Back stitch is a great stitch for working knitted seams. Seams work out very neat, though it is a little more bulky than some other methods of joining. The above picture shows to the left, the front of the work and to the right, the back of a row of this stitching method.
You can join up fabric with this method too. If you don't happen to have a sewing machine this stitch will make a nice secure lining for your purses.
In this picture you will see how neat the seam is on both the right and wrong sides of the work.
Ok - you know I'm going to say it's easy, don't you? Well - it is. It won't be long before your stitches will be as neat as a sewing machine. Well - it might take a bit of practice to get to that stage, but...
Enough chat - let's get down to business. This is how you work back stitch...
- Thread needle
- Pin, clip together or baste two pieces to be joined right sides together
- Start at the right hand end. Weave or thread yarn along 2 - 3 inches from left to right through one layer of fabric to secure end in place. Do not tie a knot.
- Push needle through both layers from front to back one whole knit stitch (V shape) in from seam edge.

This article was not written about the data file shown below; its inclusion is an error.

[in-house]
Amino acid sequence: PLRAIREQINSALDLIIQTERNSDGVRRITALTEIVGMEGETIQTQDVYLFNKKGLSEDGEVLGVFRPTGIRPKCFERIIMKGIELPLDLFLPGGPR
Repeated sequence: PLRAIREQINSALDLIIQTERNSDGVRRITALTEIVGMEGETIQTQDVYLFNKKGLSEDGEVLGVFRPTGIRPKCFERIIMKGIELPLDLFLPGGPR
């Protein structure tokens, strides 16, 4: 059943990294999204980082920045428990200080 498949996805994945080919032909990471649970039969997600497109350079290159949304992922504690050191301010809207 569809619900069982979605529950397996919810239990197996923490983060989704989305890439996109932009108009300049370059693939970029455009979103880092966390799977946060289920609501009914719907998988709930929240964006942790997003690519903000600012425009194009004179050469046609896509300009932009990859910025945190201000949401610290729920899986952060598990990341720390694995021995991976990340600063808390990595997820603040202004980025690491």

- Move approx. a quarter inch along behind project, then push needle back through both layers to front of work, pulling all yarn/thread through too.
- Repeat steps 4 & 5 going over original stitch again to secure end of yarn/thread.
- Go back into first hole again. Instead of bringing needle back through the second hole again, move along another stitch length at the back of your work before you bring the needle & yarn back to the front. This time you will have a stitch at the right, then a space, then your yarn.
- Go from front to back through the leftmost hole of the last completed stitch. Move along the back of your work 2 stitch lengths, then bring needle back to front of work again.
- Repeat last step to end of seam, then work 2 back stitches on top of one another as per start of seam.
- Finish by weaving end along top edge of seam 2 - 3 inches as per start of stitching.
Some pointers to help you...
- Stitch length should be governed by thickness of fabric
- Thicker fabric = longer stitches
- Finer fabric = shorter stitches
- Try not to split knitted stitches - gives more strength and is neater
- Follow same stitch line along back and front pieces for even seams
- Great for joining different color pieces with any color yarn/thread, as seam invisible on right side (see pic)
- More bulky seam than other methods
- Very strong
- Should only be worked with right sides together - not a decorative seam
- Front of stitch shows even regular stitches end to end
- Back of stitch shows double length overlapping stitches
Just try it - it's much easier to just do it. Then after some practice, you'll be able to seam perfectly with back stitch too.
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